Unionist Pact in Northern Ireland
Politics in Northern Ireland differs to that in Great Britain. Rather than the battle being between left and right wing parties, the battle is between unionists and nationalists. Unionists want Northern Ireland to remain part of the United Kingdom and the nationalists are against Northern Ireland being part of the United Kingdom. The two largest unionist parties are the Ulster Unionist Party (UUP) and the Democratic Unionist Party (DUP). The two largest nationalist parties are Sinn Fein and the Social Democratic and Labour Party (SDLP). Often the unionists decide that the best chance of preventing a nationalist candidate from winning a seat is to field a single unionist.
For the 2015 general election, the UUP and the DUP have decided to enter an electoral pact by one of them standing aside in favour of the other in four seats.
For simplicity we will assume that all of the UUP and the DUP voters from the 2010 general election will go to the single unionist candidate.
) (DUP standing)
Belfast North is the only Belfast seat that returned a unionist at the last general election. It is held by the DUP with a 6% majority over Sinn Fein. Currently the combined unionist vote is larger than the combined nationalist vote so the pact should easily increase the DUP majority.
) (DUP standing)
Belfast East is the only seat in Northern Ireland held by the non-unionist and non-nationalist Alliance Party. The combined unionist vote last time exceeded 50% so it is likely that the DUP will take the seat. However, it is possible that the Alliance Party may hold on if it can persuade enough unionists to back it and if it can squeeze the small nationalist vote.
Fermanagh and South Tyrone
) (UUP standing)
Fermanagh and South Tyrone was last won by a unionist at the 1997 general election and was won by Sinn Fein at the 2001 general election. The UUP and the DUP fielded a single unionist candidate at the 2010 general election, but fell short of winning the seat by only 4 votes. It is hard to say which way this seat will go, although it is likely that Sinn Fein will benefit by squeezing the SDLP vote.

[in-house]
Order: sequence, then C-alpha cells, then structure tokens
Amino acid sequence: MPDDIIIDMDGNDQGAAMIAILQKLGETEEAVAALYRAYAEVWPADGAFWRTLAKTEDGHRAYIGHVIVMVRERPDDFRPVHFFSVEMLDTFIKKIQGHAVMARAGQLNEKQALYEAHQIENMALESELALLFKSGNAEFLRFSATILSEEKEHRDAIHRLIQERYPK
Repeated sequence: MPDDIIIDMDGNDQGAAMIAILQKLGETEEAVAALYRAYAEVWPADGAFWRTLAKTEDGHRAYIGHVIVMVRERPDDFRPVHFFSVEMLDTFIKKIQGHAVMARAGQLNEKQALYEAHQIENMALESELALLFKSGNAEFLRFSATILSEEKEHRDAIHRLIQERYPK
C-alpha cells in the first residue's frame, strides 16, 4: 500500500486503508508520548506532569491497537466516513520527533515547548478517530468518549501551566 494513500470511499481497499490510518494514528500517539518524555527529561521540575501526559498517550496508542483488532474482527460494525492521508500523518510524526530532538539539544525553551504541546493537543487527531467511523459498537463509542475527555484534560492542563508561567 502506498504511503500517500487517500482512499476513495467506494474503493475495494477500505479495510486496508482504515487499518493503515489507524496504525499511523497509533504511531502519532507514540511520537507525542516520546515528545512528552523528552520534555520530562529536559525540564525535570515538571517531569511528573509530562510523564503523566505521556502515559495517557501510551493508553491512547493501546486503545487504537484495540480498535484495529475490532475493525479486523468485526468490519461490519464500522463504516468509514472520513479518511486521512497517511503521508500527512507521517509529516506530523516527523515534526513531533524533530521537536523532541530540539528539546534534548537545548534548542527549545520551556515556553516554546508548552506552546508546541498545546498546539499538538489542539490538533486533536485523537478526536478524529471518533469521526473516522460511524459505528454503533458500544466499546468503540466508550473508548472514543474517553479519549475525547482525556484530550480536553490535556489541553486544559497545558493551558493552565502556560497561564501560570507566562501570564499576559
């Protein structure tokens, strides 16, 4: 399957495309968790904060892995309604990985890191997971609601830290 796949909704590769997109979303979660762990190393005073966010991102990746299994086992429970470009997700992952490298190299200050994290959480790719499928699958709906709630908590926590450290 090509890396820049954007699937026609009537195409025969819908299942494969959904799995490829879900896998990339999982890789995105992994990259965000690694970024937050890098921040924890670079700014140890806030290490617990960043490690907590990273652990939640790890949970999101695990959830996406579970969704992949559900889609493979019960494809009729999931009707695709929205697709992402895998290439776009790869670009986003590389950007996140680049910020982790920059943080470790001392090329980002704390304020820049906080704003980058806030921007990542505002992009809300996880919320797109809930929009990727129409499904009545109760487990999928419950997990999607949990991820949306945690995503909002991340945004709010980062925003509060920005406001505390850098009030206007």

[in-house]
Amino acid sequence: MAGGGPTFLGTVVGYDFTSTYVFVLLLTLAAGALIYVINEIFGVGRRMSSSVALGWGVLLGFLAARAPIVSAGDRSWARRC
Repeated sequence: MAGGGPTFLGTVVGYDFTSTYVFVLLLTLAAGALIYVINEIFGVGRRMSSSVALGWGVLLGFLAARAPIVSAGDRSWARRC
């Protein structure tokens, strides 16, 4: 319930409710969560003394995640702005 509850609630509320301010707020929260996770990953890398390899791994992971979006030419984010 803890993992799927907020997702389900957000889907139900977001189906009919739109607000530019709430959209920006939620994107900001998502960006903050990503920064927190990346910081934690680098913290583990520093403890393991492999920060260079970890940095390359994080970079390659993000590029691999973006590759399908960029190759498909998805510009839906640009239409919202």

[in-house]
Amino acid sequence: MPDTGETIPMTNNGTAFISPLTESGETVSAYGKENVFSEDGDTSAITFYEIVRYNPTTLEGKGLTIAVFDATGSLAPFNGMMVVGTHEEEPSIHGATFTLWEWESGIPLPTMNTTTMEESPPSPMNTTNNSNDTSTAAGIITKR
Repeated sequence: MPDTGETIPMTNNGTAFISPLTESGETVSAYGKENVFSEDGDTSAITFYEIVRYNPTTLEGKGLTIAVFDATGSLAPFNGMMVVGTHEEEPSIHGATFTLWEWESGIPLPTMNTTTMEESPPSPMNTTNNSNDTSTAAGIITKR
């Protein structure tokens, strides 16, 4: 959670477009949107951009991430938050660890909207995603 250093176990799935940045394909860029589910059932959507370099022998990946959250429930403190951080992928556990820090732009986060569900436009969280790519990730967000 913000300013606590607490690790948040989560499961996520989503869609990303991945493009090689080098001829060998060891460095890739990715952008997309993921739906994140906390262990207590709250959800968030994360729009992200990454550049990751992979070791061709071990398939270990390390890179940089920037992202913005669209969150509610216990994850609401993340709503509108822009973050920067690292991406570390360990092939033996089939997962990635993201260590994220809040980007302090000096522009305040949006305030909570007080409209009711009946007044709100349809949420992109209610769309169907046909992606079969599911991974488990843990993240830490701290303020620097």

Newry and Armagh
) (UUP standing)
Newry and Armagh has not been in unionist hands since the 1980s. It was last won in 1983 due to a split in the nationalist vote. Since then it has been captured by the SDLP and was subsequently captured by Sinn Fein. A unionist winning this seat appears to be a long shot, but it is conceivable that a well balanced split in the nationalist vote could let the UUP through.
The UUP and the DUP were unable to agree a deal in Belfast South. Sinn Fein did not stand in Belfast South in the last general election, but they are this time so a split in the nationalist vote could have let a single unionist candidate through. There is a remote possibility that despite a split in the unionist vote, Belfast South could go to either the UUP or the DUP.
For the United Kingdom as a whole, most of this makes little difference to the final outcome of the 2015 general election. Probably the most likely outcome of this is no change at all. Let us suppose that the UUP win Fermanagh and South Tyrone from Sinn Fein. Sinn Fein are an abstentionist party meaning they do not vote in parliament. Therefore the implication of the UUP winning would be the opposition being up one seat which in a tight election could make all the difference, especially in a vote of no confidence.